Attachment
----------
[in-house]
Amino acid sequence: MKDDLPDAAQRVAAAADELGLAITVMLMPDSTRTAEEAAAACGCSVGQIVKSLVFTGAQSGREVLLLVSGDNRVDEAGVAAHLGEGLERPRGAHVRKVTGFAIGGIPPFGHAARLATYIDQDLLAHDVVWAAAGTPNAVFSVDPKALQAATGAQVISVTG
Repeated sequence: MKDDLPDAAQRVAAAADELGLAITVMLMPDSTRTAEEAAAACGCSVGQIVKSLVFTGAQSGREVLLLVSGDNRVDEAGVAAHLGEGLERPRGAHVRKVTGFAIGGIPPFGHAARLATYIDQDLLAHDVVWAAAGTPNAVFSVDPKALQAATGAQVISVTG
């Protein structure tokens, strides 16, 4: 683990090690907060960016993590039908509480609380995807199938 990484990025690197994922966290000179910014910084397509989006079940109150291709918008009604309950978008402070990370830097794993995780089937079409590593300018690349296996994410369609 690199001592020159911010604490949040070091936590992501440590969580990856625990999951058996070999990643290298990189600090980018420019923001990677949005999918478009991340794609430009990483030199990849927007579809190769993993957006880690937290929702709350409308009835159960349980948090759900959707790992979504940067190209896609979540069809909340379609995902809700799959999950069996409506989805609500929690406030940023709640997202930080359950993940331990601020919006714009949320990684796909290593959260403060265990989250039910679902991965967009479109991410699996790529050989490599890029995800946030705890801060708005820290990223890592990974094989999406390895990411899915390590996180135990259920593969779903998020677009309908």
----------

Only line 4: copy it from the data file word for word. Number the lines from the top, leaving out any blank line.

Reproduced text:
């Protein structure tokens, strides 16, 4: 683990090690907060960016993590039908509480609380995807199938 990484990025690197994922966290000179910014910084397509989006079940109150291709918008009604309950978008402070990370830097794993995780089937079409590593300018690349296996994410369609 690199001592020159911010604490949040070091936590992501440590969580990856625990999951058996070999990643290298990189600090980018420019923001990677949005999918478009991340794609430009990483030199990849927007579809190769993993957006880690937290929702709350409308009835159960349980948090759900959707790992979504940067190209896609979540069809909340379609995902809700799959999950069996409506989805609500929690406030940023709640997202930080359950993940331990601020919006714009949320990684796909290593959260403060265990989250039910679902991965967009479109991410699996790529050989490599890029995800946030705890801060708005820290990223890592990974094989999406390895990411899915390590996180135990259920593969779903998020677009309908």